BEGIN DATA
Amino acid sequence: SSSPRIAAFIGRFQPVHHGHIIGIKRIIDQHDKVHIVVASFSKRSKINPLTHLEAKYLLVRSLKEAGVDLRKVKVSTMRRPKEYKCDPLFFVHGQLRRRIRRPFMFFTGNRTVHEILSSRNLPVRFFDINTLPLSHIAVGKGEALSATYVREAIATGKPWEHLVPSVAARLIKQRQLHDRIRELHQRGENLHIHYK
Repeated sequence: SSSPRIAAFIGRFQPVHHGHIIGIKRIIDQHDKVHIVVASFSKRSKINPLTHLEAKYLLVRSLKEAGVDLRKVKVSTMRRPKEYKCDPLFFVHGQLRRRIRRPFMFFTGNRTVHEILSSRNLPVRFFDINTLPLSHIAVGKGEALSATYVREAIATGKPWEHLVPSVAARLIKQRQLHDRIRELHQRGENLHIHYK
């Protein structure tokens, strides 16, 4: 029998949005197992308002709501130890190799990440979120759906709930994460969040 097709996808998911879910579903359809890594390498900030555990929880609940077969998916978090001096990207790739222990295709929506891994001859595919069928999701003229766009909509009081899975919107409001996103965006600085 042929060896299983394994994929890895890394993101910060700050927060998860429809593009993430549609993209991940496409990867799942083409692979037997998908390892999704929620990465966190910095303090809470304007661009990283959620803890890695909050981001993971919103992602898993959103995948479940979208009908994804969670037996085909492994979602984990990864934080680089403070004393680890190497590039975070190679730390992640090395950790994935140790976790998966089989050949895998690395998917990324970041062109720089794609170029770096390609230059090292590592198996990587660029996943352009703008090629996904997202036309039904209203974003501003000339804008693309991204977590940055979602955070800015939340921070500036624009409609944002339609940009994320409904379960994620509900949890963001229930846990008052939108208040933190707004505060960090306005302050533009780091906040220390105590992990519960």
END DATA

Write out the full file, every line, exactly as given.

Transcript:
Amino acid sequence: SSSPRIAAFIGRFQPVHHGHIIGIKRIIDQHDKVHIVVASFSKRSKINPLTHLEAKYLLVRSLKEAGVDLRKVKVSTMRRPKEYKCDPLFFVHGQLRRRIRRPFMFFTGNRTVHEILSSRNLPVRFFDINTLPLSHIAVGKGEALSATYVREAIATGKPWEHLVPSVAARLIKQRQLHDRIRELHQRGENLHIHYK
Repeated sequence: SSSPRIAAFIGRFQPVHHGHIIGIKRIIDQHDKVHIVVASFSKRSKINPLTHLEAKYLLVRSLKEAGVDLRKVKVSTMRRPKEYKCDPLFFVHGQLRRRIRRPFMFFTGNRTVHEILSSRNLPVRFFDINTLPLSHIAVGKGEALSATYVREAIATGKPWEHLVPSVAARLIKQRQLHDRIRELHQRGENLHIHYK
């Protein structure tokens, strides 16, 4: 029998949005197992308002709501130890190799990440979120759906709930994460969040 097709996808998911879910579903359809890594390498900030555990929880609940077969998916978090001096990207790739222990295709929506891994001859595919069928999701003229766009909509009081899975919107409001996103965006600085 042929060896299983394994994929890895890394993101910060700050927060998860429809593009993430549609993209991940496409990867799942083409692979037997998908390892999704929620990465966190910095303090809470304007661009990283959620803890890695909050981001993971919103992602898993959103995948479940979208009908994804969670037996085909492994979602984990990864934080680089403070004393680890190497590039975070190679730390992640090395950790994935140790976790998966089989050949895998690395998917990324970041062109720089794609170029770096390609230059090292590592198996990587660029996943352009703008090629996904997202036309039904209203974003501003000339804008693309991204977590940055979602955070800015939340921070500036624009409609944002339609940009994320409904379960994620509900949890963001229930846990008052939108208040933190707004505060960090306005302050533009780091906040220390105590992990519960």